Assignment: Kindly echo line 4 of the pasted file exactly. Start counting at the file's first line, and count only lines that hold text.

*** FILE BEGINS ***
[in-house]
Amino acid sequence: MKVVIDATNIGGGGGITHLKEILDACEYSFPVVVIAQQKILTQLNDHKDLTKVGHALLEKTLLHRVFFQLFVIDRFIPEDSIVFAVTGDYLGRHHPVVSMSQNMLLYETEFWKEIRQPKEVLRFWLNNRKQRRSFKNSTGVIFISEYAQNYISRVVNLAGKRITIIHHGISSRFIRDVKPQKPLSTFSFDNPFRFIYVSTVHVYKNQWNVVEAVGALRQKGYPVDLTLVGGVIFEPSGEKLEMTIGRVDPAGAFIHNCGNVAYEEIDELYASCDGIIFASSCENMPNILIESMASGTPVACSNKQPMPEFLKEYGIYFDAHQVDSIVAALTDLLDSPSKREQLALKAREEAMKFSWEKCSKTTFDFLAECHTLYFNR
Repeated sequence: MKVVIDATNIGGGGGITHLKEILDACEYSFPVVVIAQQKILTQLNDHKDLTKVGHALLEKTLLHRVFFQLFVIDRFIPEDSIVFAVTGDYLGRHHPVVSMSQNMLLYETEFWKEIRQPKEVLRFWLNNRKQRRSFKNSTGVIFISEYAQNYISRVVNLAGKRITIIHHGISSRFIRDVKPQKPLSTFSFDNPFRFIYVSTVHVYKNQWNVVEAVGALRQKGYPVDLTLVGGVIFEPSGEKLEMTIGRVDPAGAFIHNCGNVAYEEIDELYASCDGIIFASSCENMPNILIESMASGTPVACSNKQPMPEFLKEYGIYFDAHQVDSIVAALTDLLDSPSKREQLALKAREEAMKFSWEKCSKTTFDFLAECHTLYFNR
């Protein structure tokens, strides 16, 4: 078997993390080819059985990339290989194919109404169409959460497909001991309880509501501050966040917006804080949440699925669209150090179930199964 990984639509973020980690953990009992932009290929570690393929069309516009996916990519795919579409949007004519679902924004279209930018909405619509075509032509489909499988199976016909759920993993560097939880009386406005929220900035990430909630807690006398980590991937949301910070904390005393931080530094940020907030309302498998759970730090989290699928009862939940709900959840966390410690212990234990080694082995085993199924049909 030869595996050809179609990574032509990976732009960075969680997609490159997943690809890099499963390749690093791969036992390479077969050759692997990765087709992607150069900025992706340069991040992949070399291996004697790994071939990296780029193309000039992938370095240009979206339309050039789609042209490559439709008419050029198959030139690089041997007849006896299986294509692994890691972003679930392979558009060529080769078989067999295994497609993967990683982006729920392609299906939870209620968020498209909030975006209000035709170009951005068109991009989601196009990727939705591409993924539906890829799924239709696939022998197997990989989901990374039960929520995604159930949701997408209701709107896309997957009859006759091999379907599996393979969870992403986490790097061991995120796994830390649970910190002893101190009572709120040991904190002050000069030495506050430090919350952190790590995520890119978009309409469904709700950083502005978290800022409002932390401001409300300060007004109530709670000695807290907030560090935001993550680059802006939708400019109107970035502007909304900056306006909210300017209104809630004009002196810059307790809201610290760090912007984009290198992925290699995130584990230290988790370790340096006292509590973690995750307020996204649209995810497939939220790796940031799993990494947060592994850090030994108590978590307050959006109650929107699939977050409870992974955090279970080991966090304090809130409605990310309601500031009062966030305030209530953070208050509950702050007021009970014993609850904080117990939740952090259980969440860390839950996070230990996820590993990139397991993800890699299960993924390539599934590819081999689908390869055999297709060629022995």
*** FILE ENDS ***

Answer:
């Protein structure tokens, strides 16, 4: 078997993390080819059985990339290989194919109404169409959460497909001991309880509501501050966040917006804080949440699925669209150090179930199964 990984639509973020980690953990009992932009290929570690393929069309516009996916990519795919579409949007004519679902924004279209930018909405619509075509032509489909499988199976016909759920993993560097939880009386406005929220900035990430909630807690006398980590991937949301910070904390005393931080530094940020907030309302498998759970730090989290699928009862939940709900959840966390410690212990234990080694082995085993199924049909 030869595996050809179609990574032509990976732009960075969680997609490159997943690809890099499963390749690093791969036992390479077969050759692997990765087709992607150069900025992706340069991040992949070399291996004697790994071939990296780029193309000039992938370095240009979206339309050039789609042209490559439709008419050029198959030139690089041997007849006896299986294509692994890691972003679930392979558009060529080769078989067999295994497609993967990683982006729920392609299906939870209620968020498209909030975006209000035709170009951005068109991009989601196009990727939705591409993924539906890829799924239709696939022998197997990989989901990374039960929520995604159930949701997408209701709107896309997957009859006759091999379907599996393979969870992403986490790097061991995120796994830390649970910190002893101190009572709120040991904190002050000069030495506050430090919350952190790590995520890119978009309409469904709700950083502005978290800022409002932390401001409300300060007004109530709670000695807290907030560090935001993550680059802006939708400019109107970035502007909304900056306006909210300017209104809630004009002196810059307790809201610290760090912007984009290198992925290699995130584990230290988790370790340096006292509590973690995750307020996204649209995810497939939220790796940031799993990494947060592994850090030994108590978590307050959006109650929107699939977050409870992974955090279970080991966090304090809130409605990310309601500031009062966030305030209530953070208050509950702050007021009970014993609850904080117990939740952090259980969440860390839950996070230990996820590993990139397991993800890699299960993924390539599934590819081999689908390869055999297709060629022995």